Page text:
Trudeau condemns 'appalling' assassination of Haitian president

Prime Minister Justin Trudeau today joined leaders around the world in condemning the overnight assassination of Haitian President Jovenel Moïse and said Canada is willing to help.

President Jovenel Moïse shot dead by unidentified gunmen early Wednesday morning

Prime Minister Justin Trudeau greets Haiti's President Jovenel Moise as he arrives for an official welcoming ceremony at the G7 Summit in La Malbaie, Quebec, on June 9, 2018. (Christinne Muschi/Reuters)

Prime Minister Justin Trudeau today joined leaders around the world in condemning the overnight assassination of Haitian President Jovenel Moïse and said Canada is willing to help.

"I strongly condemn the appalling assassination of President Moïse this morning," Trudeau said in a tweet. 

"Canada stands ready to support the people of Haiti and offer any assistance they need."

Moïse was shot dead by unidentified attackers at his private residence in the early hours of Wednesday morning local time, according to a statement from the country's interim prime minister, Claude Joseph. The 53-year-old president's wife, Martine Moïse, was also shot in the attack and was receiving medical treatment, Joseph said.

The murder comes after months of gang violence, anti-government protests and a recent surge in COVID-19 cases.

It's not clear who is responsible for the attack, which now threatens to plunge the impoverished Caribbean country into a political crisis due to confusion over who will succeed Moïse.

The person who should have succeeded Moïse was the president of the Cour de Cassation, René Sylvestre, but he died of COVID-19 in June and hasn't been replaced. On top of that, the legislature is effectively inactive and Joseph, who says he is in control of the country, was scheduled to be replaced this week with a new prime minister.

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Moïse, 53, was a businessman with little political experience when he was appointed president in 2017. He was the subject of protests over his decision to rule by decree for more than a year after the country failed to hold legislative elections, and was pushing for a controversial constitutional reform.

World leaders condemn assassination

The assassination drew shock and condemnation from leaders in Latin America, Europe and the U.S., along with calls for calm and unity in Haiti.

Speaking to reporters before boarding the Marine One helicopter, U.S. President Joe Biden said that while more information is needed about what exactly happened and who is behind the attack, the president's murder is "very worrisome."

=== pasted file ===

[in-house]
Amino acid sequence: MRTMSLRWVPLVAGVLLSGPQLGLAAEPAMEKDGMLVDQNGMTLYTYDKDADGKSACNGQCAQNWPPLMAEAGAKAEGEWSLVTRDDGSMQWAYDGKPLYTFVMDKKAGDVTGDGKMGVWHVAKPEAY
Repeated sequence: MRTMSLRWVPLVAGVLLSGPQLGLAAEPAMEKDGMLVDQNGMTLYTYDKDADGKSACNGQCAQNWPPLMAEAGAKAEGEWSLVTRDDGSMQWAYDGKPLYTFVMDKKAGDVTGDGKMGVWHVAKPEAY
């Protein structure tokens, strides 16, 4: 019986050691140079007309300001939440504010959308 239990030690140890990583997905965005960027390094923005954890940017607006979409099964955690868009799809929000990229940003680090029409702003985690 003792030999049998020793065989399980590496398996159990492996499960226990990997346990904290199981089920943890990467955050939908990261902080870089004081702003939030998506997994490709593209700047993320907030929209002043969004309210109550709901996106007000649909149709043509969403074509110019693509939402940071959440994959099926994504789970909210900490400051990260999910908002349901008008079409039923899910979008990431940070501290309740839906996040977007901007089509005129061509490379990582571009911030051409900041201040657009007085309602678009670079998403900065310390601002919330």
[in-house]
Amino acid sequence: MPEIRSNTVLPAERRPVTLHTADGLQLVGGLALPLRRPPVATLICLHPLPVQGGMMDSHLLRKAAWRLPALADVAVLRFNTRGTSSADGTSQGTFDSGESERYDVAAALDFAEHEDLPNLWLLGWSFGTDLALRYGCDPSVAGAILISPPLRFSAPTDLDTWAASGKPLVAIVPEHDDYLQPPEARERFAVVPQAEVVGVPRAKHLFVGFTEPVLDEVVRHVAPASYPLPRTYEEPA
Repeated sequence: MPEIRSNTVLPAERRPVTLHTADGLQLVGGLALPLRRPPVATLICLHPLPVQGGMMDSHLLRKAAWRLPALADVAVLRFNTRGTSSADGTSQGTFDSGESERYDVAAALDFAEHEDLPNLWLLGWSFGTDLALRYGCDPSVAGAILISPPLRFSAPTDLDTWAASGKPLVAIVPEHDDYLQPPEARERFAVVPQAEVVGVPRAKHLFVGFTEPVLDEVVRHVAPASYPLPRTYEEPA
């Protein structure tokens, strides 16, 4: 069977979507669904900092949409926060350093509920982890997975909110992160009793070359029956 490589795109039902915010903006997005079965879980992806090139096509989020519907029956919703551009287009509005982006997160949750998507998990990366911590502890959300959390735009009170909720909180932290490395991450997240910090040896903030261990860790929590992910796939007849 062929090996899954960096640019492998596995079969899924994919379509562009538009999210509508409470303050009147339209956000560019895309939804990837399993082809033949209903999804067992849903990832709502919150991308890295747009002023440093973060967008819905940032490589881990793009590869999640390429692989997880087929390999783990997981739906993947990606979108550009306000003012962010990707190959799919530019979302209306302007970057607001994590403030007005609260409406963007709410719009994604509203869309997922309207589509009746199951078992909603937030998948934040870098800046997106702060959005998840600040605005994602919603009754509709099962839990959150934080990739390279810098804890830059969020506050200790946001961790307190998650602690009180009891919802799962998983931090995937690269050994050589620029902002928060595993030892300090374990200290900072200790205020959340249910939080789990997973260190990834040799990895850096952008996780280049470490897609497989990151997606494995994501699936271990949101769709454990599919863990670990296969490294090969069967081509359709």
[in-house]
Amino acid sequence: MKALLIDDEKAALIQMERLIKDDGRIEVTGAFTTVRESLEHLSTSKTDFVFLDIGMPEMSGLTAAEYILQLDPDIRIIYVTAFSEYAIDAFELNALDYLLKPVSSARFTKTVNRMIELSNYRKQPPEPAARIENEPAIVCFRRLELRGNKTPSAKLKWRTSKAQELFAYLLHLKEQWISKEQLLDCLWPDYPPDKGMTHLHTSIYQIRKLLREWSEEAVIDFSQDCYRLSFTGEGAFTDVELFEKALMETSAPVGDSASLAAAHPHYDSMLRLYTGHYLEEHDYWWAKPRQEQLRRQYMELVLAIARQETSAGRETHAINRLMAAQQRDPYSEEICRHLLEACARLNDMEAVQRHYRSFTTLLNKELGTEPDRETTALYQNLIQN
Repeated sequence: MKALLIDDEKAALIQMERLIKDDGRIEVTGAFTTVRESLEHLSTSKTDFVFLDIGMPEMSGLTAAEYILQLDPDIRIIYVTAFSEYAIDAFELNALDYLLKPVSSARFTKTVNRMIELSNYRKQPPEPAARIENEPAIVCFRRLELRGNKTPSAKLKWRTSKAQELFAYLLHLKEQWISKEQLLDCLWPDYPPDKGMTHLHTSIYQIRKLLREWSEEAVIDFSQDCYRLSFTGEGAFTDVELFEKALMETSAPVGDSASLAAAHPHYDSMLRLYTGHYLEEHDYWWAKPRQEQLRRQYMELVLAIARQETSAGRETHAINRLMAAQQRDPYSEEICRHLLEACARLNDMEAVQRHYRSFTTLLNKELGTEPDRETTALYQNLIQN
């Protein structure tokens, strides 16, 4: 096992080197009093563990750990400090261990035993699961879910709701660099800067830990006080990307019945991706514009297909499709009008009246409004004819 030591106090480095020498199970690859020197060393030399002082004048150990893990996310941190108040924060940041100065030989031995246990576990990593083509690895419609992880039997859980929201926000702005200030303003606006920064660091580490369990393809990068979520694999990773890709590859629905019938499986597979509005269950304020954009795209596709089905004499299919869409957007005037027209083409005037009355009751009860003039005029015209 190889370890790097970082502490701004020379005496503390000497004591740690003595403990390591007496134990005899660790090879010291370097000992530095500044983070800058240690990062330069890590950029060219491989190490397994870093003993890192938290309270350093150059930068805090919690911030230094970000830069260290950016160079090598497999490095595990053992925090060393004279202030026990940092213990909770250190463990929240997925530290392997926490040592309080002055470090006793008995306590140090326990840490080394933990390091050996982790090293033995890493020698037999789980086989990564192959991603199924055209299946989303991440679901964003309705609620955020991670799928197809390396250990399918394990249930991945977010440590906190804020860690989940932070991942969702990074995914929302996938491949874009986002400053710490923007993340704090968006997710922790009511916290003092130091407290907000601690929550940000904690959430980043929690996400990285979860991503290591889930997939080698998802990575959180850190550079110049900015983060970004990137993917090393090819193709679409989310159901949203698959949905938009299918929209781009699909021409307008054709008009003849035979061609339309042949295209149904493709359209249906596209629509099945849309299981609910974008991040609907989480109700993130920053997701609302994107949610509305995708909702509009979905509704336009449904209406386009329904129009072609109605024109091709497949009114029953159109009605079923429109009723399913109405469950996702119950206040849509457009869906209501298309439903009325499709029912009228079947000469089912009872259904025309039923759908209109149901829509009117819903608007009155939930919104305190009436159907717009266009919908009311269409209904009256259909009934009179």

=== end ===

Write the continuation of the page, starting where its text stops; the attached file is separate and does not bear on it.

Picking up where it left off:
Colombian President Ivan Duque condemned what he called a "cowardly act" and expressed solidarity with Haiti. He called for an urgent mission by the Organization of American States "to protect democratic order."

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Other initial reactions reflected concern about Haiti's security.

The European Union's foreign policy chief, Josep Borrell, tweeted that "this crime carries a risk of instability and (a) spiral of violence."

British Prime Minister Boris Johnson tweeted that he was "shocked and saddened at the death of President Moise."

Haiti facing a 'difficult time': Ambassador

Haiti's Ambassador to Canada Weibert Arthus said that while the country is facing a "difficult time," he is convinced Haiti will pull through.

"There are reasons to not think that tomorrow would be better," Arthus told Radio-Canada in an interview. "But we've known so much difficult time in our history and we have the capacity to go over the difficult times."

Haiti — a country of 11 million people and the poorest in the Americas — has long had close ties with Canada. Haiti is the largest recipient of development assistance from Canada in the region.

The country has struggled with political instability, poverty and crime since the end of the brutal dictatorships of Francois and Jean-Claude Duvalier from 1957 to 1986.

Criminal gangs have driven thousands of people from their homes this year. Protesters demanding Moise's ouster in 2019 shut down much of the economy and the country has yet to begin vaccinating its 11 million people against the coronavirus, which is surging.

Gilles Rivard, a former Canadian ambassador to Haiti, said the president's unpopularity combined with Haiti's weak democratic institutions and dysfunctional political culture likely contributed to the killing.

"If you put all these ingredients together, you come to [the] very sad situation of this morning," said Rivard.

"I don't think the Haitian political [elite] are taking all the action necessary to establish a very strong governance structure. That is missing in Haiti and it's not only with Jovenel Moïse — it's been like that for the last 10 or 20 years."

With files from The Associated Press